Czech Constitutional Court receives complaint over buyout of pig farm on Romani genocide site
The Czech Constitutional Court received a complaint in mid-January about the approval of the handover of the pig farm in Lety (Písek district) to the state. The daily Lidové noviny (LN) reported yesterday that the filing concerns the decree through which the previous coalition government of Bohuslav Sobotka (Czech Social Democratic Party - ČSSD) approved of the purchase last August.
The plaintiff is asking the Constitutional Court to overturn that decision. At Lety during WWII there was a concentration camp for Romani people and a new remembrance site is supposed to be built there now.
"The Constitutional Court rarely deals with complaints against Government resolutions, there are no more than 10 such filings," court spokesperson Miroslava Sedláčková told LN's online server, Lidovky.cz. The court should handle the motion during the course of this year.
The average length of time it takes to settle complaints is roughly 10 months. "In this case, probably nobody's constitutional rights could have been infringed. I am not really able to imagine how such a filing might be successful," constitutional lawyer Jan Kysela said.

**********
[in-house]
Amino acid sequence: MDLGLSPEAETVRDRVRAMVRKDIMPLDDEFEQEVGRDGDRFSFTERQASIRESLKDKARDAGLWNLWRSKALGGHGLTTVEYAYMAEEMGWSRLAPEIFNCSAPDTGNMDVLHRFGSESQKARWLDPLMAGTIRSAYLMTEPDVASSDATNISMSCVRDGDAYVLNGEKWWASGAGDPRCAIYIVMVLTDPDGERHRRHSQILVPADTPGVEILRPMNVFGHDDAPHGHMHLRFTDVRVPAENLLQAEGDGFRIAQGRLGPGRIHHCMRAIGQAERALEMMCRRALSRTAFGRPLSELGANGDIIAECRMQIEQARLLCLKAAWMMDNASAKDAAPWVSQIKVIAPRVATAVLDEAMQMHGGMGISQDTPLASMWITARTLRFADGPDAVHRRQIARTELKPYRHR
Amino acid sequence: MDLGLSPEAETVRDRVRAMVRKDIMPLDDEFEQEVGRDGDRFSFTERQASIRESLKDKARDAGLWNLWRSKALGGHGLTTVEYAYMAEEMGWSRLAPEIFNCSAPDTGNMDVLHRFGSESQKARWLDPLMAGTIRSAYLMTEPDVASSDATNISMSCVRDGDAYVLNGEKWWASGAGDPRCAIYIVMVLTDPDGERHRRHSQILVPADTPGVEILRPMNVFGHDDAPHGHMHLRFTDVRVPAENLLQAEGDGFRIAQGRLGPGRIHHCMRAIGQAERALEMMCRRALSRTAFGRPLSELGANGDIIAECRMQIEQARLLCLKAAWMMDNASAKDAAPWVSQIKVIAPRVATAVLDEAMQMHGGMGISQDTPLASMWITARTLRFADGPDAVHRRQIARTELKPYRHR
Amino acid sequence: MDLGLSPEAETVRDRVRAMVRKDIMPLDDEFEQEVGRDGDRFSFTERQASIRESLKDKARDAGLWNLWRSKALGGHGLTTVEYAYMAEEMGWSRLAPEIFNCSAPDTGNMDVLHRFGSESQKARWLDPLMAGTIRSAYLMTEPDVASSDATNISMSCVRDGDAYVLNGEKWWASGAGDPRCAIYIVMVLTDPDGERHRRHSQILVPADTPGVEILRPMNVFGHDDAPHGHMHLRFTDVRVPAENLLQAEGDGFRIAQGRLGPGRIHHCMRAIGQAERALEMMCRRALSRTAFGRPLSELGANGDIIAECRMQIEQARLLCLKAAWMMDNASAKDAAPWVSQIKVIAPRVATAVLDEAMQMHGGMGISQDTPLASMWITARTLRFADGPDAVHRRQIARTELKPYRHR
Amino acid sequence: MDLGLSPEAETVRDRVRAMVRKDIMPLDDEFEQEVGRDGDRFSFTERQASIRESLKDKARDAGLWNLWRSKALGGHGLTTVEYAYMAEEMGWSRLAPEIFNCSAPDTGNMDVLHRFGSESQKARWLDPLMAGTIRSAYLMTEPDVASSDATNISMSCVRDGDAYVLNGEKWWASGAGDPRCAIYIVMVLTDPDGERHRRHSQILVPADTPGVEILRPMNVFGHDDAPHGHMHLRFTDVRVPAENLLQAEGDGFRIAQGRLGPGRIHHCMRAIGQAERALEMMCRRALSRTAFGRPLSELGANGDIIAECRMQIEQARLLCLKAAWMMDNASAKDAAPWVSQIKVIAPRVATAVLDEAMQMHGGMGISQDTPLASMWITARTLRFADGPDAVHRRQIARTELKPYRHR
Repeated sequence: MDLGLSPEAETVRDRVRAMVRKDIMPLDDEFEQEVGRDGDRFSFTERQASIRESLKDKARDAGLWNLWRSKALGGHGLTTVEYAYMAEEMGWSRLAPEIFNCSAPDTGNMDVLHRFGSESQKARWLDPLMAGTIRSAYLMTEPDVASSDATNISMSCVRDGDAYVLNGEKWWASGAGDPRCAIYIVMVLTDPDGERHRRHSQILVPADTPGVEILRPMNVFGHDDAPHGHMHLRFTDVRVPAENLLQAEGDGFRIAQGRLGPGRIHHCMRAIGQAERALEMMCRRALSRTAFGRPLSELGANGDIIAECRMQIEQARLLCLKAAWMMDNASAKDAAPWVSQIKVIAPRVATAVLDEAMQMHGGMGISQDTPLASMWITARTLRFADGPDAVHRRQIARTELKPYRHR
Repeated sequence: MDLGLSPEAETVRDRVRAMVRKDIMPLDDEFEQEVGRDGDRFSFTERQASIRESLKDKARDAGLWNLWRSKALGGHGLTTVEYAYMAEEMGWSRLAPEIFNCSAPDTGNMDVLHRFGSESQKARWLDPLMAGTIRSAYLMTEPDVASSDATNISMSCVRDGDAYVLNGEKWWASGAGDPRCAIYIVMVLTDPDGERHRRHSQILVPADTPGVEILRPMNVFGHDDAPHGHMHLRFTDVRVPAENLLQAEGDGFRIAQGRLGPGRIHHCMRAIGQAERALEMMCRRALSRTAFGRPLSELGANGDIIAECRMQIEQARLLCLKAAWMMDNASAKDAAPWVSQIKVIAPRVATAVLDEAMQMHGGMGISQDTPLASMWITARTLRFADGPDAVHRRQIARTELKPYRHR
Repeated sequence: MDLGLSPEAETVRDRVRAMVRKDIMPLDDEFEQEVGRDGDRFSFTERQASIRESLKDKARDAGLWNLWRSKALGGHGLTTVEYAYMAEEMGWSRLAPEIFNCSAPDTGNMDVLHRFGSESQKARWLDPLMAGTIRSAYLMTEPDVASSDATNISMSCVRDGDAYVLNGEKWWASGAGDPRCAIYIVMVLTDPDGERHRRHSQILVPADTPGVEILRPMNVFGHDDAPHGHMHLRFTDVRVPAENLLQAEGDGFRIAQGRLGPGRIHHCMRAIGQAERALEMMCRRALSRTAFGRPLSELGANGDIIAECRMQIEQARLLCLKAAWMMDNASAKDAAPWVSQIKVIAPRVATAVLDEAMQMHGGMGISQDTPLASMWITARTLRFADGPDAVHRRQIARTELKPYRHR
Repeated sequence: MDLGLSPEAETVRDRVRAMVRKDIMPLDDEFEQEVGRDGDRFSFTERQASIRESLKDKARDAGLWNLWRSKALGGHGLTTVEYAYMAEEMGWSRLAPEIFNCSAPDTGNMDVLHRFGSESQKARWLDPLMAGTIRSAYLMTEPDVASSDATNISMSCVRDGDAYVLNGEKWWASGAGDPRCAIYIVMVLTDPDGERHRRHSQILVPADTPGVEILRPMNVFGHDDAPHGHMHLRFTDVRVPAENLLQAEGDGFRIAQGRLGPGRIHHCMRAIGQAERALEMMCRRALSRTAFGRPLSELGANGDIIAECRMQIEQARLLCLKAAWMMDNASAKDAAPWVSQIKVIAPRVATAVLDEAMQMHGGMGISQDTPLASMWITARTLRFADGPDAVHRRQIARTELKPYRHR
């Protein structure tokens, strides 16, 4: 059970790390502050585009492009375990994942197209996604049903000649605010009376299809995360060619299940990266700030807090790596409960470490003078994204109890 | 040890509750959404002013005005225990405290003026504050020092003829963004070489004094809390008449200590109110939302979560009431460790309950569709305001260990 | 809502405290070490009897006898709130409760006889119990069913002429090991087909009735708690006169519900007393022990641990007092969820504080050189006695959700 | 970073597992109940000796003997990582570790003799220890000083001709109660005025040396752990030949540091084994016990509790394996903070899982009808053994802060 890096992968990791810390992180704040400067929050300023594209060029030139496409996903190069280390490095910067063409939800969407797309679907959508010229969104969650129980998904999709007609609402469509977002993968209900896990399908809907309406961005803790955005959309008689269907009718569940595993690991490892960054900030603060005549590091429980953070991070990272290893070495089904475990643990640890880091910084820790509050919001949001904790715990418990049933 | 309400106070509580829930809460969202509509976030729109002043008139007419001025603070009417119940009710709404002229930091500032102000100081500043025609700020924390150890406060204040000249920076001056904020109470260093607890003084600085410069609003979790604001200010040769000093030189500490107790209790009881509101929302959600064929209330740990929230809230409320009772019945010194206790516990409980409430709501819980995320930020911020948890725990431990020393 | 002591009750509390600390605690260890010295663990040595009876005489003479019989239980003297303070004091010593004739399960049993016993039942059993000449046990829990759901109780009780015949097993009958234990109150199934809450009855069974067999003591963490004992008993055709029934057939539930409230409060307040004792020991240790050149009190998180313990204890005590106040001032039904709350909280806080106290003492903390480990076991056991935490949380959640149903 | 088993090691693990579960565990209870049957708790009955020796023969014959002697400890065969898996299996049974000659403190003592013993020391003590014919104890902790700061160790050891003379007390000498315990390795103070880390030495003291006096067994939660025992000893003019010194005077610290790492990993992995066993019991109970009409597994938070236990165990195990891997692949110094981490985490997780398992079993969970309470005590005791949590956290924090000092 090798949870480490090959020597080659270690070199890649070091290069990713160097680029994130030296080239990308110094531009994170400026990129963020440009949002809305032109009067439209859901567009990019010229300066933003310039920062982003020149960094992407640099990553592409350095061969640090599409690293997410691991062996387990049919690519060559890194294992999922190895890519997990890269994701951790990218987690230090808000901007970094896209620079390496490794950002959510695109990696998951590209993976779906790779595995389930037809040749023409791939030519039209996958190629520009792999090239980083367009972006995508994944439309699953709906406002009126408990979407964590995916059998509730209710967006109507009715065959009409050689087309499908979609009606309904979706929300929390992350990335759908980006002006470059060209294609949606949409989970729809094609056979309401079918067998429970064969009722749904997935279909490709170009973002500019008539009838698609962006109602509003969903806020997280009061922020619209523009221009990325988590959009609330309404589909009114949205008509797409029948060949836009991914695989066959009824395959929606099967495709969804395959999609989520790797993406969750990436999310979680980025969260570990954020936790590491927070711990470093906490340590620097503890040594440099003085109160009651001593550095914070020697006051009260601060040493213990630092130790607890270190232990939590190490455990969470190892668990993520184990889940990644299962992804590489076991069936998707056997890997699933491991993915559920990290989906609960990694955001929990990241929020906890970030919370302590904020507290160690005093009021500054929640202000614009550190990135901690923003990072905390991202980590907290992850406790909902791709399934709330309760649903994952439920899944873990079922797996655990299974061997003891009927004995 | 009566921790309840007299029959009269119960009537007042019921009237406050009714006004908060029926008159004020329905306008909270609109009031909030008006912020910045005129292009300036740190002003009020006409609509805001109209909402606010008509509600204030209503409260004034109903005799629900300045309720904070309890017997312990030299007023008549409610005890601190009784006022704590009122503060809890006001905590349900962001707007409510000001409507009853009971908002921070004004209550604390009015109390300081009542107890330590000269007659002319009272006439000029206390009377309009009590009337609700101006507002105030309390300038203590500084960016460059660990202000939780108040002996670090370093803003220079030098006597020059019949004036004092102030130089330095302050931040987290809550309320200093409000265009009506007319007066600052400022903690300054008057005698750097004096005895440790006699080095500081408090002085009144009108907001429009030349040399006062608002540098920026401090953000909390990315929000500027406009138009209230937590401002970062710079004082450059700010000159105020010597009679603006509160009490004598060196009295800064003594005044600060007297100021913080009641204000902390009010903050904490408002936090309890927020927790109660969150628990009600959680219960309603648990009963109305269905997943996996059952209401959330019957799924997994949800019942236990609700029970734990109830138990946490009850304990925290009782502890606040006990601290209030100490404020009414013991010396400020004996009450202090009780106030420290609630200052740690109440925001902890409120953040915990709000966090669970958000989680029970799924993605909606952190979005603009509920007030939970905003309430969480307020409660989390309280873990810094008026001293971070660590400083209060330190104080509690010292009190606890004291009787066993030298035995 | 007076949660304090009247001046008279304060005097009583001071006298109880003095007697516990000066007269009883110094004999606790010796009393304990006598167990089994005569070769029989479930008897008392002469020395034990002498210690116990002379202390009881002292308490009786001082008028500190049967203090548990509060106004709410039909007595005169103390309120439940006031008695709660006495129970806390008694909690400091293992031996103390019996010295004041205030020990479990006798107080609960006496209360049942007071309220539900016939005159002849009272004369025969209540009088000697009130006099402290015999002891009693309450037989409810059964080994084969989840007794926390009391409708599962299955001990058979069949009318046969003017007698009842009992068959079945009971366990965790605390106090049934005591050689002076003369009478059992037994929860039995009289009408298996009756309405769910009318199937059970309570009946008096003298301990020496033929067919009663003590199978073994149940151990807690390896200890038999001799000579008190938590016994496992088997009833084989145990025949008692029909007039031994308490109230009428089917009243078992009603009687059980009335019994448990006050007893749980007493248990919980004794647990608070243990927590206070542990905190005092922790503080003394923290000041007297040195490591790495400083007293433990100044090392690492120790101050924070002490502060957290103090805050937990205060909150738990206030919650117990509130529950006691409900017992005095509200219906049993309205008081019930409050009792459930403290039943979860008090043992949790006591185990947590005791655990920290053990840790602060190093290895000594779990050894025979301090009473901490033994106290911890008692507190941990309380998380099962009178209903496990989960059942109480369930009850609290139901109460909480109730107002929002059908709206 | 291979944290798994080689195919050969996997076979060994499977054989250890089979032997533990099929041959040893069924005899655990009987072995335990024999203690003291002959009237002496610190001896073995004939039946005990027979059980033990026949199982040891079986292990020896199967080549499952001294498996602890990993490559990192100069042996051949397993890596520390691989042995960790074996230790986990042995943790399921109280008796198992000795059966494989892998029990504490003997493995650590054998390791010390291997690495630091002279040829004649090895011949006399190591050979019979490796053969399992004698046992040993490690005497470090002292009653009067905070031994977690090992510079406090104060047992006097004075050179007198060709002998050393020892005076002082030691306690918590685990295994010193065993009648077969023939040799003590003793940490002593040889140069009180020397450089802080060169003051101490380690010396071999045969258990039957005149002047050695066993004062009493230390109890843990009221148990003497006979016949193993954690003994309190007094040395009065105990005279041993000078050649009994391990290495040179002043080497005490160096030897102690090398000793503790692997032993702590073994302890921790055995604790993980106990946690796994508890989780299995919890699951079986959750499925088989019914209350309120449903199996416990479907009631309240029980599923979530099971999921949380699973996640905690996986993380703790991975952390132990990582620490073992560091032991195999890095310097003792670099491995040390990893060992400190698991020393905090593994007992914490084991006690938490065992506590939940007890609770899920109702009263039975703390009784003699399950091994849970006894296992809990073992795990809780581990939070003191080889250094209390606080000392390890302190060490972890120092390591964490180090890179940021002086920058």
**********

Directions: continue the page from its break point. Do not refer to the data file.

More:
Former Czech Culture Minister Daniel Herman (Christian Democrats - KDU-ČSL) was in charge of the entire agenda concerning the Lety farm and submitted the motion to buy it to the cabinet. Herman said he believes the court will take the complaint "off the table", as the then-cabinet and primarily the Culture Ministry, in his view, approached the transaction in the most responsible way possible.
"We knew from the very beginning that some people would not like this. They are people from xenophobic circles who deny the existence of that concentration camp for Roma," Herman told Lidovky.cz.
The effort to build a dignified remembrance site on the location of the former camp at Lety was brought to a successful conclusion by Sobotka's Government last summer. The Government agreed with the owner of the farm to buy the facility and the state is paying the Agpi firm CZK 450 million [EUR 17.8 million] for it.
Minority shareholder Petr Vrba, however, has said he is concerned the company will "tunnel" the money. In January he filed a lawsuit against the resolution by the Agpi company's general meeting to hand the farm over to the state.
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